COLUMN: Victory at Yorktown!

Published 6:41 pm Thursday, July 4, 2024

Getting your Trinity Audio player ready...

Editor’s note: This is the ninth in a series of articles leading up to the Lafayette Farewell Tour Bicentennial celebration. Previous articles are available at

By Frank and Gloria Womble

The jaws of a trap were closing on Cornwallis. On September 26, 1781, transports with artillery, siege tools, French infantry, and shock troops arrived from Head of Elk, Maryland, giving Washington command of an army of 7,800 Frenchmen under the Comte de Rochambeau, 3,100 militia, and 8,000 Continentals. Two days later, Washington led the army out of Williamsburg to surround Yorktown. After reconnoitering the British defenses, he decided that they could be bombarded into submission.

The allied army established siege lines, dug trenches, and emplaced artillery. On October 9, Washington fired the first gun; legend has it that this shot smashed into a table where British officers were eating. The Franco-American guns began to tear apart the British defenses. Captain James Duncan, an American officer, recorded the scene in his diary: “Last night commenced a very heavy cannonade, and the enemy returned fire with no less spirit. The whole night was nothing but one continual roar of cannon, mixed with the bursting of shells and rumbling of houses torn to pieces.”

By October 14, the trenches were within 150 yards of the British outer defenses of Redoubts 9 and 10. Washington ordered that all guns within range begin blasting the redoubts to weaken them for an assault that evening. Washington planned to use the cover of a moonless night and silence to gain the element of surprise. Soldiers would attack with unloaded muskets and fixed bayonets.

General Washington placed Lafayette in charge of the Continental Army Light Infantry Division. Lafayette’s forces attacked that night. Lieutenant Colonel Alexander Hamilton led 400 men who captured Redoubt 10 as French troops captured Redoubt 9. These victories allowed Allied forces to advance within 50 yards of British troops.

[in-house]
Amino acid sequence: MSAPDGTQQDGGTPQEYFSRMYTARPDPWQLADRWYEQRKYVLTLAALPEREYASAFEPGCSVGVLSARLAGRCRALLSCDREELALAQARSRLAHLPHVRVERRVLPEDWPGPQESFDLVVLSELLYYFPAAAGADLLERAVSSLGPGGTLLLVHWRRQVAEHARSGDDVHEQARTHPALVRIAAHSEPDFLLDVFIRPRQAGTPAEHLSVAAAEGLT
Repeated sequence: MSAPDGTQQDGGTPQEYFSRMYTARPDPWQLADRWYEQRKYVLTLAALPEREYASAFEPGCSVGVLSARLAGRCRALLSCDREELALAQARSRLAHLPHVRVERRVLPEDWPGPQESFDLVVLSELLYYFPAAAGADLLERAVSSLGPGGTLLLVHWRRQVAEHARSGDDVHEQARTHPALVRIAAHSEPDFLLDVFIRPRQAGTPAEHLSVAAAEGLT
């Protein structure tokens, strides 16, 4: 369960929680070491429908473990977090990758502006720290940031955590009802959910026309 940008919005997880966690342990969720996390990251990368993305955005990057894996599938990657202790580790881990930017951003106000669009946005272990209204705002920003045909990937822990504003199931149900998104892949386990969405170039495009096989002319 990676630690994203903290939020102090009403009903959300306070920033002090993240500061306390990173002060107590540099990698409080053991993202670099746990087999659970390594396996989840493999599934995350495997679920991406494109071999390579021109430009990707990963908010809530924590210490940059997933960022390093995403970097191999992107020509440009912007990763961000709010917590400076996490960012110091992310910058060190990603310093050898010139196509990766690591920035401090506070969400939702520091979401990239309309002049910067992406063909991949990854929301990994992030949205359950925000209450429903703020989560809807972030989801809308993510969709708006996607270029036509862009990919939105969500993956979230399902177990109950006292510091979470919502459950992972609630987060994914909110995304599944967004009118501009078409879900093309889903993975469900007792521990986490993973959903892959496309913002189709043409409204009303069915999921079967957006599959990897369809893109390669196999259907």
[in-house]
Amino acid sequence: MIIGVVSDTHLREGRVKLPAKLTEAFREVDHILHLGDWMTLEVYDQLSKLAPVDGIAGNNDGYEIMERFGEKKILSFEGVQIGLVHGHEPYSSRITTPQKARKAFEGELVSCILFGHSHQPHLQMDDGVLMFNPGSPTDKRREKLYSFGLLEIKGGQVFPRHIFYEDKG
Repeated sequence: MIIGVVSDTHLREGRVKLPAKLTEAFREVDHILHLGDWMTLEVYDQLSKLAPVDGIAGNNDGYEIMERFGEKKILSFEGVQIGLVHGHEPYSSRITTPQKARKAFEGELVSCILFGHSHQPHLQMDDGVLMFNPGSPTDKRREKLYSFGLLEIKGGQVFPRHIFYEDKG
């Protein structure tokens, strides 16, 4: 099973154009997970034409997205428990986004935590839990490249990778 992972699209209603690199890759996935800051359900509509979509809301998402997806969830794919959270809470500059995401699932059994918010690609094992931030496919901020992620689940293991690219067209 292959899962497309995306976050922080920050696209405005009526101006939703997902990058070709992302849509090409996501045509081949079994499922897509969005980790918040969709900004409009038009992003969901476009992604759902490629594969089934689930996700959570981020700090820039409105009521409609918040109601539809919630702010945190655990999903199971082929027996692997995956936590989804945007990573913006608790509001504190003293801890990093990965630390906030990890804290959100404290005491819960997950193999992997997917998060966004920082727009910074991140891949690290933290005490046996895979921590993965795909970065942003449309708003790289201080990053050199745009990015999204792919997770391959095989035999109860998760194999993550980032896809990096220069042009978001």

Washington could now have his artillery shell the town from three directions. When the Allies moved some of their artillery into the redoubts, the British sent a storming party to counterattack, but they were only briefly successful before the French drove them out. The bombardment resumed, with the American and French artillerymen competing to see who could do the most damage to the enemy defenses.

In desperation, Cornwallis attempted to evacuate his troops across the York River to Gloucester Point. There, his troops might be able to break through the Allied lines and march to New York. The first boats made it across, but a squall hit when they returned to take more soldiers, making the evacuation impossible. 

Out of options, the British waved the white flag of surrender on October 17. Cornwallis refused to attend the formal surrender ceremony on October 19, claiming illness. Instead, his adjutant, Brigadier General Charles O’Hara, surrendered to Major General Benjamin Lincoln, Washington’s second-in-command. In all, 8,000 soldiers, 214 artillery pieces, 24 transport ships, and thousands of muskets, wagons, and horses were captured. The last major battle of the American Revolution was over. The Treaty of Paris was signed two years later, officially ending the war and recognizing the independence of the United States.

The American Friends of Lafayette is partnering with Suffolk 250, the Constantia Chapter, Daughters of the American Revolution, and Riddick’s Folly to commemorate the Bicentennial of Lafayette’s Farewell Tour with events in Suffolk in early 2025: A memorabilia exhibit from January 23 to March 1 at the Suffolk Center for the Cultural Arts; Lafayette’s arrival on February 23 at the Suffolk Visitor Center/Riddick’s Folly; a banquet on February 25 at the Hilton Garden Inn Suffolk Riverfront; and a reception on February 26 at the Washington Smith Ordinary in Historic Somerton.

Frank and Gloria Womble are life members of the American Friends of Lafayette. Frank is a retired Army lieutenant colonel. Gloria is the America250 chair of Constantia Chapter, Daughters of the American Revolution, in Suffolk.